What they say: ‘There is medium confidence that this difference between models and observations is to a substantial degree caused by unpredictable climate variability, with possible contributions from inadequacies in the solar, volcanic, and aerosol forcings used by the models and, in some models, from too strong a response to increasing greenhouse-gas forcing.’
What this means: The IPCC knows the pause is real, but has no idea what is causing it. It could be natural climate variability, the sun, volcanoes – and crucially, that the computers have been allowed to give too much weight to the effect carbon dioxide emissions (greenhouse gases) have on temperature change.
What they say: ‘Climate models now include more cloud and aerosol processes, but there remains low confidence in the representation and quantification of these processes in models.’
What this means: Its models don’t accurately forecast the impact of fundamental aspects of the atmosphere – clouds, smoke and dust.
What they say: ‘Most models simulate a small decreasing trend in Antarctic sea ice extent, in contrast to the small increasing trend in observations… There is low confidence in the scientific understanding of the small observed increase in Antarctic sea ice extent.’
What this means: The models said Antarctic ice would decrease. It’s actually increased, and the IPCC doesn’t know why.
What they say: ‘ECS is likely in the range 1.5C to 4.5C… The lower limit of the assessed likely range is thus less than the 2C in the [2007 report], reflecting the evidence from new studies.’
What this means: ECS – ‘equilibrium climate sensitivity’ – is an estimate of how much the world will warm every time carbon dioxide levels double. A high value means we’re heading for disaster. Many recent studies say that previous IPCC claims, derived from the computer models, have been way too high. It looks as if they’re starting to take notice, and so are scaling down their estimate for the first time.
Rose also mentions the new paper from Nic Lewis taking the Met office climate model to task for having an ECS of 4.6C, which is greater than even the IPCC is claiming:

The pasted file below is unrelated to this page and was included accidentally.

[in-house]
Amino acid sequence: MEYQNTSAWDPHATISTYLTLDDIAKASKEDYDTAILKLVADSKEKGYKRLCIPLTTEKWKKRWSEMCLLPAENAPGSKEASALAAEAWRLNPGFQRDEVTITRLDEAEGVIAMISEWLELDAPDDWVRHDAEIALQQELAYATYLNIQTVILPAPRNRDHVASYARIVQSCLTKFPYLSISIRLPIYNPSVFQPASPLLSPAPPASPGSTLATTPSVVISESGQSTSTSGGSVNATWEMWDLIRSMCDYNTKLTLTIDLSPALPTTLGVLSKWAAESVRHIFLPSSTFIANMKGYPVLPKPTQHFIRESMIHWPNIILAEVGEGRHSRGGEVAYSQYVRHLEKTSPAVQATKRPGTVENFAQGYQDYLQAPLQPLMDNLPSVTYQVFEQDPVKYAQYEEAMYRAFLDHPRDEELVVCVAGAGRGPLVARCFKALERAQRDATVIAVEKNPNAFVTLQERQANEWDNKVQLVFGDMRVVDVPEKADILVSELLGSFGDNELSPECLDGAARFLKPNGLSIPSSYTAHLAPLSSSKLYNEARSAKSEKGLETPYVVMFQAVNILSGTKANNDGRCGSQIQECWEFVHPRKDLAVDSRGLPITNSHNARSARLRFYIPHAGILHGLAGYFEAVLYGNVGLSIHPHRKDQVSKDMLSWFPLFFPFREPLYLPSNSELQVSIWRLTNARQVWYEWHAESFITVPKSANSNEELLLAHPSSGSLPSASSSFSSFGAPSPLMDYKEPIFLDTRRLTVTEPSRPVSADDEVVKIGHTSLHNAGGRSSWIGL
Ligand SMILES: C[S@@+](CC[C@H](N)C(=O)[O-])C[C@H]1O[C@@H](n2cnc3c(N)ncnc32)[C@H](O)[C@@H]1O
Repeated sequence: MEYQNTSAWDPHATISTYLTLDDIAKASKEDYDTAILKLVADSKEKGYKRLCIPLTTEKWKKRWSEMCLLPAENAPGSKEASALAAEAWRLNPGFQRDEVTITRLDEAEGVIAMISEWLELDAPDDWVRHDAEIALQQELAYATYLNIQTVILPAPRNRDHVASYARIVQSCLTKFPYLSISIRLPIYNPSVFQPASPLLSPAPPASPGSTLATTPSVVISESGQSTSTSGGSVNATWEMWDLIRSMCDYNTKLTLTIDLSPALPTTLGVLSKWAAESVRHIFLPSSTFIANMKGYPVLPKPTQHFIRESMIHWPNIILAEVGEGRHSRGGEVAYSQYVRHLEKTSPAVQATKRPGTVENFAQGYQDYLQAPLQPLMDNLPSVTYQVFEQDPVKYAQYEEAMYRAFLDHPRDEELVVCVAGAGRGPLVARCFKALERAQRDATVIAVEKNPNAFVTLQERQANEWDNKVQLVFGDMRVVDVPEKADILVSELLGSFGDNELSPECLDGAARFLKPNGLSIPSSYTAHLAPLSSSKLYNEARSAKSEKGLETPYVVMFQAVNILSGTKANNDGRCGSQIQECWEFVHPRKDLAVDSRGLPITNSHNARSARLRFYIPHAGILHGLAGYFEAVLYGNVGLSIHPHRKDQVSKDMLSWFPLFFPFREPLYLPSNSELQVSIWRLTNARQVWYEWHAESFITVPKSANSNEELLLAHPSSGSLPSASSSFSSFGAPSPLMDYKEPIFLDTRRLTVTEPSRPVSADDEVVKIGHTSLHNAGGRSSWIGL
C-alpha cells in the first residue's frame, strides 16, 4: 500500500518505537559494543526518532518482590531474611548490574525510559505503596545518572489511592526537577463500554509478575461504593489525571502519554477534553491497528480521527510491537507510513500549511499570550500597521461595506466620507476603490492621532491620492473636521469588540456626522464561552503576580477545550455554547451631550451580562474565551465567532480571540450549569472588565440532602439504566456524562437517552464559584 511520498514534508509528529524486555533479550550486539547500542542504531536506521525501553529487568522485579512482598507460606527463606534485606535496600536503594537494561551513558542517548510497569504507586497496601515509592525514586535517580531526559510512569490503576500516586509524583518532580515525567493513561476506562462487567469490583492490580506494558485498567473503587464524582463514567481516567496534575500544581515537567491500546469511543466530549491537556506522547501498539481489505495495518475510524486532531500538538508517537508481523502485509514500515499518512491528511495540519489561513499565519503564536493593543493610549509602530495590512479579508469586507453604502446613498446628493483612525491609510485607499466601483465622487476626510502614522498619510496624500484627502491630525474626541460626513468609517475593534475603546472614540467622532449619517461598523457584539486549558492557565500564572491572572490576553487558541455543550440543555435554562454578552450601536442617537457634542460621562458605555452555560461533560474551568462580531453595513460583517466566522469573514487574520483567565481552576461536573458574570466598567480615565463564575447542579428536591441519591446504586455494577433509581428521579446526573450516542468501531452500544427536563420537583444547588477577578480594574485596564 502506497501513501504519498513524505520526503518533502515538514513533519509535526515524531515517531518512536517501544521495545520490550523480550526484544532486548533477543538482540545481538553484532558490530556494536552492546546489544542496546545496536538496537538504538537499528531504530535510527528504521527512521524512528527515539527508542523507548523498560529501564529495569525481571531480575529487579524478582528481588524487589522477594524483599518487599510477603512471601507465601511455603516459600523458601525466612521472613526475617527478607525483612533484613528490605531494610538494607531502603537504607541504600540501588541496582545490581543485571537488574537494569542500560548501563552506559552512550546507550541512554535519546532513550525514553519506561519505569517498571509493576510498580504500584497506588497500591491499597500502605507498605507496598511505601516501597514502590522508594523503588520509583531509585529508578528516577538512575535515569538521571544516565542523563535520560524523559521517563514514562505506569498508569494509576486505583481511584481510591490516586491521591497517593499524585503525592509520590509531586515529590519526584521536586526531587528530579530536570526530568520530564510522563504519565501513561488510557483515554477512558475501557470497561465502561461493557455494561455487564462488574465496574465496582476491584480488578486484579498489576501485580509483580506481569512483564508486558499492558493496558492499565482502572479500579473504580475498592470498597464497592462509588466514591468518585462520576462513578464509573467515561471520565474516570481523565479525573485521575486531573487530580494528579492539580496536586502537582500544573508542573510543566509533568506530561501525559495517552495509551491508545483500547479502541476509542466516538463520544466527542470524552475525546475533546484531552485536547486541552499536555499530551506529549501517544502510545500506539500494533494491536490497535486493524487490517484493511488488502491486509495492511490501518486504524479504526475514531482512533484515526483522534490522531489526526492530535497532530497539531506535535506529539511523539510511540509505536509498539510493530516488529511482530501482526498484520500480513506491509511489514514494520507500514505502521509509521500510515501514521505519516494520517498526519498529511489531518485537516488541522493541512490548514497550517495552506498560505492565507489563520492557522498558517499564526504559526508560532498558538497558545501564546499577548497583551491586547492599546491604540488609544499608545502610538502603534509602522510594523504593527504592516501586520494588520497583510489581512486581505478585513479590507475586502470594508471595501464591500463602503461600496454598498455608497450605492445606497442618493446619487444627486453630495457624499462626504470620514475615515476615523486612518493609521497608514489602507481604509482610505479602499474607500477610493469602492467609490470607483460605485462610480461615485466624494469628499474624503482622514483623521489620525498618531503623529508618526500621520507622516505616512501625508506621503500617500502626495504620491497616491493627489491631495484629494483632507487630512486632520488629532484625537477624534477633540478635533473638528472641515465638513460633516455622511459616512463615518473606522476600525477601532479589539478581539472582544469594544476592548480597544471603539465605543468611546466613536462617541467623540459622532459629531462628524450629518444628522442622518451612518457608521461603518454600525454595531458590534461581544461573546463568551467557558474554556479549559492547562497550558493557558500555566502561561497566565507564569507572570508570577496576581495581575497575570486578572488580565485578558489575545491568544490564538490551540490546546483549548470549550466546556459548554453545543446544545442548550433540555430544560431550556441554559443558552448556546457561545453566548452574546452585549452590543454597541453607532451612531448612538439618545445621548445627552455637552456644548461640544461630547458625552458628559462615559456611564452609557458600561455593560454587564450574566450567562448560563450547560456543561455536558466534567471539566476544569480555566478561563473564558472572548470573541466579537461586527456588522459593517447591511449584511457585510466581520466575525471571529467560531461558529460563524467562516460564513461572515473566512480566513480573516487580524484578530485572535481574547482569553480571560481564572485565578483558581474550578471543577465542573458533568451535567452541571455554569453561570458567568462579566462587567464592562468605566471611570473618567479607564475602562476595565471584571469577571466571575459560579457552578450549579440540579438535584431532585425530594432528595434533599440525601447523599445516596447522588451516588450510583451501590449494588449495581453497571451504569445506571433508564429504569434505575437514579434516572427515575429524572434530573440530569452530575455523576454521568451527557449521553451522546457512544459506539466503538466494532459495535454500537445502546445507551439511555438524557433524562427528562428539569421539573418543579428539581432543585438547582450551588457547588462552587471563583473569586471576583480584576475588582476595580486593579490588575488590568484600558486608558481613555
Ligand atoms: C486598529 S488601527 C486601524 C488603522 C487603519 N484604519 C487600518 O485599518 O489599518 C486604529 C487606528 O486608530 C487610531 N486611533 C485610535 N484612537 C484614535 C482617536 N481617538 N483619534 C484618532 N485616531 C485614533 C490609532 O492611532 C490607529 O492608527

Lewis’s paper is scathing about the ‘future warming’ document issued by the Met Office in July, which purported to explain why the current 16-year global warming ‘pause’ is unimportant, and does not mean the ECS is lower than previously thought.
Lewis says the document made misleading claims about other scientists’ work – for example, misrepresenting important details of a study by a team that included Lewis and 14 other IPCC experts. The team’s paper, published in the prestigious journal Nature Geoscience in May, said the best estimate of the ECS was 2C or less – well under half the Met Office estimate.
He also gives evidence that another key Met Office model is inherently skewed. The result is that it will always produce high values for CO2-induced warming, no matter how its control knobs are tweaked, because its computation of the cooling effect of smoke and dust pollution – what scientists call ‘aerosol forcing’ – is simply incompatible with the real world.
This has serious implications, because the Met Office’s HadCM3 model is used to determine the Government’s climate projections, which influence policy.
Mr Lewis concludes that the Met Office modelling is ‘fundamentally unsatisfactory, because it effectively rules out from the start the possibility that both aerosol forcing and climate sensitivity are modest’. Yet this, he writes, ‘is the combination that recent observations support’.
We live in interesting times.